Background The prevalence and factors associated with an increased risk of renal dysfunction in HIV-infected patients receiving or not receiving antiretroviral therapy (ART) have been poorly evaluated in observational settings. Methods Patients in the ICONA Foundation cohort with at least two creatinine values available while still ART-naïve were enrolled in the study. A logistic regression analysis was performed to identify predictors of an estimated glomerular filtration rate (eGFR)<90 mL/min/1.73 m2 at baseline. The incidence and predictors of a >20% reduction in eGFR from pre-combination ART (cART) levels (or a decrease from ≥90 to <90 mL/min/1.73 m2) were evaluated by Poisson regression. Results A total of 1505 patients were included in the study; 363 (24%) had eGFR<90 mL/min/1.73 m2 at baseline. Older patients [odds ratio (OR) 1.58 per 10 years older; P<0.00001], female patients (OR 2.41 vs. male patients; P<0.00001), those who had diabetes and/or hypertension (OR 2.36 vs. neither; P<0.03) and patients with higher baseline CD4 count (OR 1.06 per 100 cells/μL higher; P<0.03) showed a greater risk of eGFR<90 mL/min/1.73 m2. Ninety-six patients experienced an eGFR decrease of >20% from pre-cART levels (6.8 per 100 person-years). Older age [relative risk (RR) 1.41 per 10 years older; P=0.005], female gender (RR 2.25 vs. male; P=0.003) and current exposure to didanosine (ddI), tenofovir and protease inhibitors were the major determinants. Conclusions We observed a relatively high rate of mild renal dysfunction in the absence of ART. In addition to traditional risk factors such as older age and diabetes/hypertension, female gender and current use of ddI, tenofovir and protease inhibitors were associated with a greater risk of decreased renal function as measured by eGFR.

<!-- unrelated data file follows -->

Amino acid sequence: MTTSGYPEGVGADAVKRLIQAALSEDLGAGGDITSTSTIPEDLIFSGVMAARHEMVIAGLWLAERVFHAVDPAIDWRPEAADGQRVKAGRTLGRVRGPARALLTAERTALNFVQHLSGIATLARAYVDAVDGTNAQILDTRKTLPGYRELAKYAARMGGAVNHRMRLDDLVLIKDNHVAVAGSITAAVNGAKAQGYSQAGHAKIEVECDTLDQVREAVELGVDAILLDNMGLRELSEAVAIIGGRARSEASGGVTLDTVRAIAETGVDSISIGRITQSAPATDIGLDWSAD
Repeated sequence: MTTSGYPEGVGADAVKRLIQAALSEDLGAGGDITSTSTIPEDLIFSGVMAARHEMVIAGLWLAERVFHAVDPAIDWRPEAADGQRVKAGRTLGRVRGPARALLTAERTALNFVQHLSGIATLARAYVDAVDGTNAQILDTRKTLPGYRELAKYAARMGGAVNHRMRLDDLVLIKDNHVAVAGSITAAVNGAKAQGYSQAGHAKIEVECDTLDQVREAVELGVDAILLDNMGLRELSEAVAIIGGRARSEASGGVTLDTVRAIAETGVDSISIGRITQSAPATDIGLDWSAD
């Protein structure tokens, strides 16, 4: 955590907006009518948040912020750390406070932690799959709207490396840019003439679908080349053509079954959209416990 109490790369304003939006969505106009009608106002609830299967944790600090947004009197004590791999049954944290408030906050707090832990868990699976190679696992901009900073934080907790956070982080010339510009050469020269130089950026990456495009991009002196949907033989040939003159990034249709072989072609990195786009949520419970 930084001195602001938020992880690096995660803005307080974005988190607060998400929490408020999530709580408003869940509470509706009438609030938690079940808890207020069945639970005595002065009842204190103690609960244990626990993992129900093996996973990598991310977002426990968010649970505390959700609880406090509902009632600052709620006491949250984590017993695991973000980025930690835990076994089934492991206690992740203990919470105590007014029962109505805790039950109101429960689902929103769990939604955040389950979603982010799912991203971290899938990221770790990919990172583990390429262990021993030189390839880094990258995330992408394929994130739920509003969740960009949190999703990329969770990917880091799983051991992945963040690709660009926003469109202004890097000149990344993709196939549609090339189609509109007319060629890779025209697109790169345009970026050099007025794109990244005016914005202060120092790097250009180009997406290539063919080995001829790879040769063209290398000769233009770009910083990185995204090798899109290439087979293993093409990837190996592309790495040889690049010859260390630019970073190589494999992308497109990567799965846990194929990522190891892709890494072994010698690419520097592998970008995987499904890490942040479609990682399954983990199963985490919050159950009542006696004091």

|Number of pages||10|
|Publication status||Published - 2011|
- antiretroviral exposure
- renal impairement